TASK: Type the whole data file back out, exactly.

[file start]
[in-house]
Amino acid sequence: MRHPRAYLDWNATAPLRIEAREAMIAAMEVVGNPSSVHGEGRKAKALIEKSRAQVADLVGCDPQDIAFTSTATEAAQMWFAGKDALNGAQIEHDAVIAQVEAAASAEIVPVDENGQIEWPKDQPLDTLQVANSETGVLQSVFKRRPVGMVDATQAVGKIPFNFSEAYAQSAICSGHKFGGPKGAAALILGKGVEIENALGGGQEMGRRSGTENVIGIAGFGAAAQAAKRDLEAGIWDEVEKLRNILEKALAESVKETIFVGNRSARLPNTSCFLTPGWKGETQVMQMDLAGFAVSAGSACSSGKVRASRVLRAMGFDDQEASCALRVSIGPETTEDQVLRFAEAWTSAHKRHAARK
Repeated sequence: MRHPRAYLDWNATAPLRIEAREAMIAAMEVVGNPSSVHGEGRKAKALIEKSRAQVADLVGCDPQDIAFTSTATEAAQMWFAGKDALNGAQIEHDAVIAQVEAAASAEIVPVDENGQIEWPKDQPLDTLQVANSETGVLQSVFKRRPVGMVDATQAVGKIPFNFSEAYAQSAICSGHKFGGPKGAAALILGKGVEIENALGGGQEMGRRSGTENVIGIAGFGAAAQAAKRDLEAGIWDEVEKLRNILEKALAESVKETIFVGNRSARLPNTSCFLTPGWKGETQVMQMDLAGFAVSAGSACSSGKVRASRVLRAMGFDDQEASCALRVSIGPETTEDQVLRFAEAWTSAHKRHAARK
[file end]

[in-house]
Amino acid sequence: MRHPRAYLDWNATAPLRIEAREAMIAAMEVVGNPSSVHGEGRKAKALIEKSRAQVADLVGCDPQDIAFTSTATEAAQMWFAGKDALNGAQIEHDAVIAQVEAAASAEIVPVDENGQIEWPKDQPLDTLQVANSETGVLQSVFKRRPVGMVDATQAVGKIPFNFSEAYAQSAICSGHKFGGPKGAAALILGKGVEIENALGGGQEMGRRSGTENVIGIAGFGAAAQAAKRDLEAGIWDEVEKLRNILEKALAESVKETIFVGNRSARLPNTSCFLTPGWKGETQVMQMDLAGFAVSAGSACSSGKVRASRVLRAMGFDDQEASCALRVSIGPETTEDQVLRFAEAWTSAHKRHAARK
Repeated sequence: MRHPRAYLDWNATAPLRIEAREAMIAAMEVVGNPSSVHGEGRKAKALIEKSRAQVADLVGCDPQDIAFTSTATEAAQMWFAGKDALNGAQIEHDAVIAQVEAAASAEIVPVDENGQIEWPKDQPLDTLQVANSETGVLQSVFKRRPVGMVDATQAVGKIPFNFSEAYAQSAICSGHKFGGPKGAAALILGKGVEIENALGGGQEMGRRSGTENVIGIAGFGAAAQAAKRDLEAGIWDEVEKLRNILEKALAESVKETIFVGNRSARLPNTSCFLTPGWKGETQVMQMDLAGFAVSAGSACSSGKVRASRVLRAMGFDDQEASCALRVSIGPETTEDQVLRFAEAWTSAHKRHAARK